recorded further down the bayou, closer to Lake Verret, according to officials.
The sinkhole area landslide event has been listed by RSOE as:
EDIS CODE: LS-20130709-39953-USA
Date & Time: 2013-07-09 03:33:40 [UTC]
Area: USA, State of Louisiana, Assumption Parish,
Coordinates are listed as: N 29� 55.395, W 91� 5.816.
The landslide occurred approximately half-way between Lake Fubar and Lake Verret.
The two bayous, Bayou Corne and Grand Bayou, where the 1-mile by 3-mile collpasing salt dome is, empty into Lake Verret.
Old-timers in the area told this reporter long ago, soon after the “sinkhole” first appeared and had begun to grow last summer, that it would ultimately join Bayou Corne and Grand Bayou as well as Lake Verret, making the Cajun fishermen’s homeland one massive oil and gas chemical lake.
The sinkhole is spewing large amounts of oil and methane that are oozing to the surface. Nevertheless, the state is still issuing permits for oil and gas companies to operate business as usual there.
The oil and gas disaster in Assumption Parish has been a nightmare for over 300 residents in the swampy area.
Today, people there are even more uncertain about the future.
One of seven operators of the salt dome, Houston-baed Texas Brine LLC., is negotiating with residents about buying out their land. This applies only to those not involved in lawsuits against it. Those suing will have to wait.
According to The Associated Press, a spokesperson for the company has confirmed that until now 92 buyout offers have been offered, of which 44 have been accepted. Some local residents are eager to move after news of the sinkhole arose.
Many people, including some officials, fear the area is unsafe and that it will remain so in the long term. They justifiably fear whether the “sinkhole” would make the wider area compromised. Those fears have been further validated Tuesday when the landslide occurred further away from the actual disaster site.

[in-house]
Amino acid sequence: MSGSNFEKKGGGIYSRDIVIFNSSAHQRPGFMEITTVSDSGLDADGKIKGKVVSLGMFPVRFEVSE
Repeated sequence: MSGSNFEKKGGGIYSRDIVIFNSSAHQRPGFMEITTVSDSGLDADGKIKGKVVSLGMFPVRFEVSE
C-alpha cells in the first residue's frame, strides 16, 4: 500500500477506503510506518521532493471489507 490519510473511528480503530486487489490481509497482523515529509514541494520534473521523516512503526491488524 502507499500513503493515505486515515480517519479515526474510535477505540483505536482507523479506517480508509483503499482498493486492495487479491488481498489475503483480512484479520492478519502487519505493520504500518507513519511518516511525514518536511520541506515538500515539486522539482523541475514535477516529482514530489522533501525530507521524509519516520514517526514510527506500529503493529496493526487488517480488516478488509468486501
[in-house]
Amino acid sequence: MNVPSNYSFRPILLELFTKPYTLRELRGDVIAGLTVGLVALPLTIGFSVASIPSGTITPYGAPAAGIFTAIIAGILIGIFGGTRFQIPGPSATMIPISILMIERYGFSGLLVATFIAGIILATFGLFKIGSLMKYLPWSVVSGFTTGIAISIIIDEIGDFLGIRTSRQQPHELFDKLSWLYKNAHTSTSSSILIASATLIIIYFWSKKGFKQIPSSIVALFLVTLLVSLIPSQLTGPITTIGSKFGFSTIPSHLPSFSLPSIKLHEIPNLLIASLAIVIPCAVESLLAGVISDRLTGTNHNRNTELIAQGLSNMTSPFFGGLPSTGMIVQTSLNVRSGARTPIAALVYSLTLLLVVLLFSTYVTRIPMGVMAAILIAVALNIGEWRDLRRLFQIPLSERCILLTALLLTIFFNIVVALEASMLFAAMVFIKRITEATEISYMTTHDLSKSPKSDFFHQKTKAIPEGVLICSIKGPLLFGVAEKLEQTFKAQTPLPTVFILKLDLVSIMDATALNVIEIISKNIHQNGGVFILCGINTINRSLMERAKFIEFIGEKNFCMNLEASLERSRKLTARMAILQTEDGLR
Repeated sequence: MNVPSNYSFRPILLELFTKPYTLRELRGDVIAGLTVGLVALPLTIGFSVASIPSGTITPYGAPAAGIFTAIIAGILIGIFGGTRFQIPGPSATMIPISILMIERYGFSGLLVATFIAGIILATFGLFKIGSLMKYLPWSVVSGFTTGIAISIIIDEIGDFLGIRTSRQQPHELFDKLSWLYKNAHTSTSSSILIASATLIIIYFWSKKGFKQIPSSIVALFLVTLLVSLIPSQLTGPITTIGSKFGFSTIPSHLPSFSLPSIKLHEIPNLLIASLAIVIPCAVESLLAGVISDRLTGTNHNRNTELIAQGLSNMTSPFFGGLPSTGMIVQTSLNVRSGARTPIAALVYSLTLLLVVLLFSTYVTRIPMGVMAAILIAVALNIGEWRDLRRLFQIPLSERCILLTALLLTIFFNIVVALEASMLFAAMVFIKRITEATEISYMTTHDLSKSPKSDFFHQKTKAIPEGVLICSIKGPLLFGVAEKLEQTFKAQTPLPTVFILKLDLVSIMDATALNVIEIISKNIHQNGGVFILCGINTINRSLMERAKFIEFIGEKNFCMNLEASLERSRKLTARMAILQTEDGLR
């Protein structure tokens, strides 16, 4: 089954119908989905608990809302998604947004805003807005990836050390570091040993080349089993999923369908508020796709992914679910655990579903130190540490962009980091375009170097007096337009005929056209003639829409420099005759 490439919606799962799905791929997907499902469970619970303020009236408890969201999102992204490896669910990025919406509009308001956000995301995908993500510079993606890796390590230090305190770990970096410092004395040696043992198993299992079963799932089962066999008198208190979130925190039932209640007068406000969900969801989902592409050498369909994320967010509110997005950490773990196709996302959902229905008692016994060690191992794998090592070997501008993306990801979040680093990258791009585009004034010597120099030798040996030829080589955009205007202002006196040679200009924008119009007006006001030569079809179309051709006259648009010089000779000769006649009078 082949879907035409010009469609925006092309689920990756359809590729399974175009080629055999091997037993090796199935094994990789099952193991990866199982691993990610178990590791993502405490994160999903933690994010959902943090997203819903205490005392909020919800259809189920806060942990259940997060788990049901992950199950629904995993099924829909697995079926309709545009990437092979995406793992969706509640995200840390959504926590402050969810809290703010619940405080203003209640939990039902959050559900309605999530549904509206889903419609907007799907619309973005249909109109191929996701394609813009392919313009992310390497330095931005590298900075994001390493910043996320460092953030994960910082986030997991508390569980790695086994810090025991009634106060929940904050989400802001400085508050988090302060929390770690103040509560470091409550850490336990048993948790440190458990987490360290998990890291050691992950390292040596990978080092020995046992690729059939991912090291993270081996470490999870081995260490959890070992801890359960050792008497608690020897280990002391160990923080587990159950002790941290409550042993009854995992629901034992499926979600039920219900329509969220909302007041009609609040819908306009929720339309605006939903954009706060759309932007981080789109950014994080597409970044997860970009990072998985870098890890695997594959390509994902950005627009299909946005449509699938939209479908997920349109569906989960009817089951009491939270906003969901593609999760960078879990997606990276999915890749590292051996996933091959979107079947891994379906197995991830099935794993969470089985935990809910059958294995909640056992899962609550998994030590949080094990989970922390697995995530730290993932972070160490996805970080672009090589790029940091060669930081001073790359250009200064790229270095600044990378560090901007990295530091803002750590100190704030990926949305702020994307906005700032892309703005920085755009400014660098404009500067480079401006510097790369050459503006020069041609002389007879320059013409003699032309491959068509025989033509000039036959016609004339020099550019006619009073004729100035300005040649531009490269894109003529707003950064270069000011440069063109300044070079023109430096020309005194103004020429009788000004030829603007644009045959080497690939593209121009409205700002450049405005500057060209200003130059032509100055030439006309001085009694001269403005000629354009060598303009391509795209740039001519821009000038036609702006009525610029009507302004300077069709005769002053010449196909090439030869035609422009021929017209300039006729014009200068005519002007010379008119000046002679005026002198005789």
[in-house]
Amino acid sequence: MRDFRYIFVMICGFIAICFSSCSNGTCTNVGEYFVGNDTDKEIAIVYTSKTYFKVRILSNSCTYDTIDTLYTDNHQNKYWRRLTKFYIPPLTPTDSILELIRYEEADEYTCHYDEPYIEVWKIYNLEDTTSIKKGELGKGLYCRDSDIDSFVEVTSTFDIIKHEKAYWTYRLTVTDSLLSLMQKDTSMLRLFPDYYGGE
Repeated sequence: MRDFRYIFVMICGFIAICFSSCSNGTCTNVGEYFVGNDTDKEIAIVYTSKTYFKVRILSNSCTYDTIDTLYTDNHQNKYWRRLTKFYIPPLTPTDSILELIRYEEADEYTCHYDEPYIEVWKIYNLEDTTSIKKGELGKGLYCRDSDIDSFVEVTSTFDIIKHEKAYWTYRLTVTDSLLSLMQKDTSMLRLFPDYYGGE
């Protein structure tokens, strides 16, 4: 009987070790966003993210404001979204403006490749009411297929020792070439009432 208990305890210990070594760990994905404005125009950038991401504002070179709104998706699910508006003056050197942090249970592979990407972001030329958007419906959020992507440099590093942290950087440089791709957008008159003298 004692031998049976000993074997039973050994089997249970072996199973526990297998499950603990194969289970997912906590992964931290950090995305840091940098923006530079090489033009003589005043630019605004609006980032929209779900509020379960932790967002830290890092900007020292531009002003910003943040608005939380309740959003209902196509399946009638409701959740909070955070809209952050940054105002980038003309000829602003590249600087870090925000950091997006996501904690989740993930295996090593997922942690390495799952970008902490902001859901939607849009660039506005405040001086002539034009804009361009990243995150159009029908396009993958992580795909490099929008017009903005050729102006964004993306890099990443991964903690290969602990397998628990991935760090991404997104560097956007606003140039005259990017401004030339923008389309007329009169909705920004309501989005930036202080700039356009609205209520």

Experts had advised that the “sinkhole” could grow to 30 acres.
Last official size of the hungry swamp monster is 22 acres, but that was before its most recent quakes, big burp and landslide.
There are also fears about the methane leaking in the area, and worries that the trapped gas could build up and cause explosions.
Officials said those situations are very unlikely, according to the Associated Press. That, however, has done little to quell the fear in some, especially since they have been warned that explosions are a real possibility.
Methane has been detected in at least four separate residences on Bayou Corne community’s north side.
Grand Bayou residents have already been forced off their land due to gas leaks back in 2003.
Officials have said the Bayou Corne gas levels recorded were “low.” Knowing the fate of Grand Bayou neighbors, however, those “low” gas leaks have been enough to make some people willing to take what they can and leave.
Authorities are looking at the process of filling the void created by the collapsed cavern, hoping this would stabilize the area.
Experts confirm that the land is still shifting and the sinkhole has continued to grow over recent weeks. They had previously said that if the area was fractured, there would be no way to repair it. It is fractured.